What do you do if you're a young adult in the United States, physiologically ready for reproduction, but not ready for the social and psychological changes that come with settling down? You hook up, of course!
In his work, evolutionary biologist Justin Garcia has explored the increase in sexual hook-ups—casual, uncommitted sexual encounters—among young people, and the cultural changes that accompany this new landscape. Hook-up culture, says Garcia, marks a significant shift in the openness and acceptance of uncommitted sex. Now, between 60 and 80 percent of US college students report having been involved in a hook-up experience.
But how does hooking up affect those who participate in it? Garcia has noted that though both men and women display a higher positive affect than negative after a hook-up, the difference is marked between men and women, with more women reporting feeling regret or embarrassment afterward than men. Both men and women report feeling regret after casual sexual experiences, but women seem to feel more negative impact. Additionally, factors such as an individual's mating intelligence and mental health status affect how they interpret a hook-up situation.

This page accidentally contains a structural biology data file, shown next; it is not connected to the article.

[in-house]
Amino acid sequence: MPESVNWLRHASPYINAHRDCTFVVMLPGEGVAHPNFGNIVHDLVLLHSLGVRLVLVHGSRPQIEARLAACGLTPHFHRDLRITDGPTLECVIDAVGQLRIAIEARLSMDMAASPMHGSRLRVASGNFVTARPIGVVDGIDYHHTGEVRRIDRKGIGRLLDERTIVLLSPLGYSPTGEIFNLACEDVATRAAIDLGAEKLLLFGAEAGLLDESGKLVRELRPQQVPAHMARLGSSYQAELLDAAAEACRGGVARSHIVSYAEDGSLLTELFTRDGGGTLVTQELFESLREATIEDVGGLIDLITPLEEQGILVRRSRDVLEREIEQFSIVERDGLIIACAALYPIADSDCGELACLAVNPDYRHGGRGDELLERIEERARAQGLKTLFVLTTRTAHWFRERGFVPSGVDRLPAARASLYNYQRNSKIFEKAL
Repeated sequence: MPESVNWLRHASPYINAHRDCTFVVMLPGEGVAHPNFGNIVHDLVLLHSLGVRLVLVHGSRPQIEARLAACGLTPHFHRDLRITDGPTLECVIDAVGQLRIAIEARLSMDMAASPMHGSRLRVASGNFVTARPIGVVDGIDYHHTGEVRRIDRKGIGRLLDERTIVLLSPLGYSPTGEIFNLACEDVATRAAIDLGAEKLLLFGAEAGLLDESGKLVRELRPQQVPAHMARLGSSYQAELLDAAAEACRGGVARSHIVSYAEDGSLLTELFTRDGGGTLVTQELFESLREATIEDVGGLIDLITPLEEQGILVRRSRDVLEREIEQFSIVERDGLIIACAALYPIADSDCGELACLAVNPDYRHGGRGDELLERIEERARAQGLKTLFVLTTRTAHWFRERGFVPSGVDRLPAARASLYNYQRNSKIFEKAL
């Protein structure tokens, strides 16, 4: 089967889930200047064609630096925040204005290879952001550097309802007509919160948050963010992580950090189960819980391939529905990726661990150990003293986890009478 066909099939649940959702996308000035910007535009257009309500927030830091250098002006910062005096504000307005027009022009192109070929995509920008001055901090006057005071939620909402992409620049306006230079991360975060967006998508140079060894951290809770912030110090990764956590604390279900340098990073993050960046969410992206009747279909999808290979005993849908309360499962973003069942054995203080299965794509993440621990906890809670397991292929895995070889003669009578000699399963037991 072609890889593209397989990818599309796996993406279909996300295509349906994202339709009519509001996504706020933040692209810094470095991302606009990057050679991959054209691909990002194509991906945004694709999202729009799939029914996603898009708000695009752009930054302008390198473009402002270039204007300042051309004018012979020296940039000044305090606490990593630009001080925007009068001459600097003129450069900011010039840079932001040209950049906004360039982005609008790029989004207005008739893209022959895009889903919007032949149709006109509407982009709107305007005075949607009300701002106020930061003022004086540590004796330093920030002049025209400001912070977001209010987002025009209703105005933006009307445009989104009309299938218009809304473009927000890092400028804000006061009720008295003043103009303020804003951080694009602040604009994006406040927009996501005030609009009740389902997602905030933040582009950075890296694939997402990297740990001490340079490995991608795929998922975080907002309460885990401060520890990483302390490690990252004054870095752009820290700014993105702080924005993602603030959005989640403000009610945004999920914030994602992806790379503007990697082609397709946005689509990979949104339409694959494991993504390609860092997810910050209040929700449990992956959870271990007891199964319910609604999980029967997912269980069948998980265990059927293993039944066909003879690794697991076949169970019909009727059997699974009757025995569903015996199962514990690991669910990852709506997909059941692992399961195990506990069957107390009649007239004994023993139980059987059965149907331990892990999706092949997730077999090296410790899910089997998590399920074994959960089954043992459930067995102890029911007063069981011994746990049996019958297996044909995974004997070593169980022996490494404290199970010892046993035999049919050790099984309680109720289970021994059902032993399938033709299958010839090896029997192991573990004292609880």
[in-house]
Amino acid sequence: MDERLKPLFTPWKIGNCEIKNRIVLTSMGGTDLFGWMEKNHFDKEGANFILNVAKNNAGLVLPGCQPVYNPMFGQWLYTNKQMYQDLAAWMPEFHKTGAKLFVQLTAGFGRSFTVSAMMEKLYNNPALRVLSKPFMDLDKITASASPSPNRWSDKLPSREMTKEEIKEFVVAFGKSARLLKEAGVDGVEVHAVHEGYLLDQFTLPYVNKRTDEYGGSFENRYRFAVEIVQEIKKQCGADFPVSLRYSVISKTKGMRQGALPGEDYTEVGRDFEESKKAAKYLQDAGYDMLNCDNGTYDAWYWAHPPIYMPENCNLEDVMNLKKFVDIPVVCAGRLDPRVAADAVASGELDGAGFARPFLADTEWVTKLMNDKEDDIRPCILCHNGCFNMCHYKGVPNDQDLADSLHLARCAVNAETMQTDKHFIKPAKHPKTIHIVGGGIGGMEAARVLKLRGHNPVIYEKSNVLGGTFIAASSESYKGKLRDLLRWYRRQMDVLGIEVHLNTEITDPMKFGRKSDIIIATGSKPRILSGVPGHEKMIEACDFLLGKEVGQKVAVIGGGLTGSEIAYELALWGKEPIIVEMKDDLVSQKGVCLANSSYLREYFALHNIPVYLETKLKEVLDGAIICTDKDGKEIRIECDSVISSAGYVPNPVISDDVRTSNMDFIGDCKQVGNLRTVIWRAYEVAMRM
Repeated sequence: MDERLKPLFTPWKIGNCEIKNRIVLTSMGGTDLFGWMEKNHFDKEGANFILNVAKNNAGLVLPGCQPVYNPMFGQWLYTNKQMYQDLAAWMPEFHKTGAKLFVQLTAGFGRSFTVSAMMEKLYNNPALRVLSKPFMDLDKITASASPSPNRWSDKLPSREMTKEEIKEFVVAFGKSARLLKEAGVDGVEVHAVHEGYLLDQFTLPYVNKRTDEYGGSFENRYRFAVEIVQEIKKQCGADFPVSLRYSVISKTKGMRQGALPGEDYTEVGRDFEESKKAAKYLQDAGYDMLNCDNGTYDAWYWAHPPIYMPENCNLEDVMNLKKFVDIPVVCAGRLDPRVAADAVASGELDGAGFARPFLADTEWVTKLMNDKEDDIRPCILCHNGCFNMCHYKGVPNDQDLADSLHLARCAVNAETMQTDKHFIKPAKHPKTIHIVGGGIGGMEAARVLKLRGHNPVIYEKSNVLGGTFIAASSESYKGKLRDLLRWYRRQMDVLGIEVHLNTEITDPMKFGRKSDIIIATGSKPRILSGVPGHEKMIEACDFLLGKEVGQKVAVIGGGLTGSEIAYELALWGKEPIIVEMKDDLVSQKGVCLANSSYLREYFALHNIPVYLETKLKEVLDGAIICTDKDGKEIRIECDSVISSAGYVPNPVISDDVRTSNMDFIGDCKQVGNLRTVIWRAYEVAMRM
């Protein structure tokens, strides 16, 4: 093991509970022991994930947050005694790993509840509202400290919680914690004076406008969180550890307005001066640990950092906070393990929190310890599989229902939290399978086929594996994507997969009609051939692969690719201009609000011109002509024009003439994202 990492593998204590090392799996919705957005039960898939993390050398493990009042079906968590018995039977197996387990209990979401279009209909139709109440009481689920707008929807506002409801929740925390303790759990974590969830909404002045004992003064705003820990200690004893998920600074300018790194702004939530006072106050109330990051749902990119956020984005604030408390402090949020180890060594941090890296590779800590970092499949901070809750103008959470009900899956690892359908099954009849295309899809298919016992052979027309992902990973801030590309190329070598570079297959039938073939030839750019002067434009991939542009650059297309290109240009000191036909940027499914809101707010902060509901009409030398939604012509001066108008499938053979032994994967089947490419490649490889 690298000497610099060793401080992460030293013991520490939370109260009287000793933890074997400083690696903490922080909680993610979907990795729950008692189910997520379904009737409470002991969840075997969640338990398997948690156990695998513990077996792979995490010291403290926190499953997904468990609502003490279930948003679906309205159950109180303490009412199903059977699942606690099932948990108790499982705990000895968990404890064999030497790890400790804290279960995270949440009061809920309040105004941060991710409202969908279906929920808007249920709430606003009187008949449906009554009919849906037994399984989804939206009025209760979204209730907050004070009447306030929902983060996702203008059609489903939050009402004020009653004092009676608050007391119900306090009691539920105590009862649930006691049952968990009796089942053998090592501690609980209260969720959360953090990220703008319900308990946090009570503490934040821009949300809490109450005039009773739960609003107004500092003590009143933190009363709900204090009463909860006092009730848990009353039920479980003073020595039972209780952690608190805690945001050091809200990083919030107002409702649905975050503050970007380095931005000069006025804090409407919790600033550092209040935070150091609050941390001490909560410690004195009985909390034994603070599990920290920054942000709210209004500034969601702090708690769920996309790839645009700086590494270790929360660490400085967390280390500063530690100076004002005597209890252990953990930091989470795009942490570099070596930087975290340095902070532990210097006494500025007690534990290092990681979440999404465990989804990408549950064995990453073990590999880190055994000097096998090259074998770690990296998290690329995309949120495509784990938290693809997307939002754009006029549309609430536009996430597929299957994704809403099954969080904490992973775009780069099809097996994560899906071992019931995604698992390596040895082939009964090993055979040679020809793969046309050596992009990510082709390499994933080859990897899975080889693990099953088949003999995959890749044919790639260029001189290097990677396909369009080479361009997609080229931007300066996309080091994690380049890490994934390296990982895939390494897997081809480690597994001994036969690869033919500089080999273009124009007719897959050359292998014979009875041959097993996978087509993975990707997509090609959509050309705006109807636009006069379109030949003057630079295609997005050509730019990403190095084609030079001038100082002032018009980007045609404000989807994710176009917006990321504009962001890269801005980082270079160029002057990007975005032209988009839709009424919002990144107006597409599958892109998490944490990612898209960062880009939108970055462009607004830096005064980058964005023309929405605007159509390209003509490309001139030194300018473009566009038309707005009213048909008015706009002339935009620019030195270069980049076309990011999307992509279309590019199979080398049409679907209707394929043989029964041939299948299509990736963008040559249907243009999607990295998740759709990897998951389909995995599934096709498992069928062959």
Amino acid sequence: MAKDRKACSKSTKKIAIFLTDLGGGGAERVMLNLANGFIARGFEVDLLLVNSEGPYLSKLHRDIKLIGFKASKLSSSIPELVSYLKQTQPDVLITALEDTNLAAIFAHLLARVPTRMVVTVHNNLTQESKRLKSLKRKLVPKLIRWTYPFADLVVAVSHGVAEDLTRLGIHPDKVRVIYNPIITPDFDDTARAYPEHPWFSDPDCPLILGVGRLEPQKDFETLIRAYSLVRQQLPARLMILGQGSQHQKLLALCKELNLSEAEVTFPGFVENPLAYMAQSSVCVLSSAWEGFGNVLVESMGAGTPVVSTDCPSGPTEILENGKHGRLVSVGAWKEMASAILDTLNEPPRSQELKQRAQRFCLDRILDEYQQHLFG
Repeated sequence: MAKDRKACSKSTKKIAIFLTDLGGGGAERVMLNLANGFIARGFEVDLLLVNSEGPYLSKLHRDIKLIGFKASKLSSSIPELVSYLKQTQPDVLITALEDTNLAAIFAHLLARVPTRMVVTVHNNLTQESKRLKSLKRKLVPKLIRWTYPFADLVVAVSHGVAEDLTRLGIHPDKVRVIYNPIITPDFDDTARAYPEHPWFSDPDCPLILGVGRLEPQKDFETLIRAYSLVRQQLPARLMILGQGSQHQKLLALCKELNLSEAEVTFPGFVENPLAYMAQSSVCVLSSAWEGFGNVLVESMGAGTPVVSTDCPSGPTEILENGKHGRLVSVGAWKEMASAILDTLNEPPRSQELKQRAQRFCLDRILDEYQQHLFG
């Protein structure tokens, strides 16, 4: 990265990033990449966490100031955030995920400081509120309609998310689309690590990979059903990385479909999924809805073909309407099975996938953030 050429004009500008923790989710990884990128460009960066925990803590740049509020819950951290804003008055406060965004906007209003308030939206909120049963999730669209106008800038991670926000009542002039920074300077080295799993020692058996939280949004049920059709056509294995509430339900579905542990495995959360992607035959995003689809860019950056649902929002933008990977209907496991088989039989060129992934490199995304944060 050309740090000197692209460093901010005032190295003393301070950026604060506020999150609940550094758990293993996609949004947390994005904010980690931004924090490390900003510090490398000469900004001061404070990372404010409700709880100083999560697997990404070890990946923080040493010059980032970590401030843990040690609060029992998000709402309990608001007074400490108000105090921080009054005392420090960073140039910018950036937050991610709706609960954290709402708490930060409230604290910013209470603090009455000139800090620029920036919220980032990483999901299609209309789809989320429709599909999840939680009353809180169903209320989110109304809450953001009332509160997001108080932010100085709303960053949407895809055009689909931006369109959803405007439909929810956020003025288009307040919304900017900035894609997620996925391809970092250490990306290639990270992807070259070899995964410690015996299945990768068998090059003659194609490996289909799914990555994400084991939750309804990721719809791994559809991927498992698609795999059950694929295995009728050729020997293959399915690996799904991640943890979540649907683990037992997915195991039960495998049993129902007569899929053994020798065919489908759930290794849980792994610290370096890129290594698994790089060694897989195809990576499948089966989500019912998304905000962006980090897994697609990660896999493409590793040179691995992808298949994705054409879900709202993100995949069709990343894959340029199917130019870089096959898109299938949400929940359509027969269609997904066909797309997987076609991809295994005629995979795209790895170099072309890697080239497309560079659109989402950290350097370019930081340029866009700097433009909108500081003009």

Uncommitted sex, now being explored across a variety of disciplines and theoretical perspectives, is best understood as a biopsychosocial phenomenon. Evidence suggests that both pleasure and reproductive motives may influence these sexual patterns, as seen in participants' reactions following uncommitted sex. Further, the findings that a majority of both men and women are motivated to engage in hookups, but often desire a more romantic relationship, are consistent with a nuanced perspective that takes into account changing social scripts, new patterns of development, and the cross-cultural and biological centrality of the pair-bond.
By definition, sexual hookups provide the allure of sex without strings attached. Despite their increasing social acceptability, however, developing research suggests that sexual hookups may leave more strings attached than many participants might first assume.
Read the full article about hooking up here.
photo by david domingo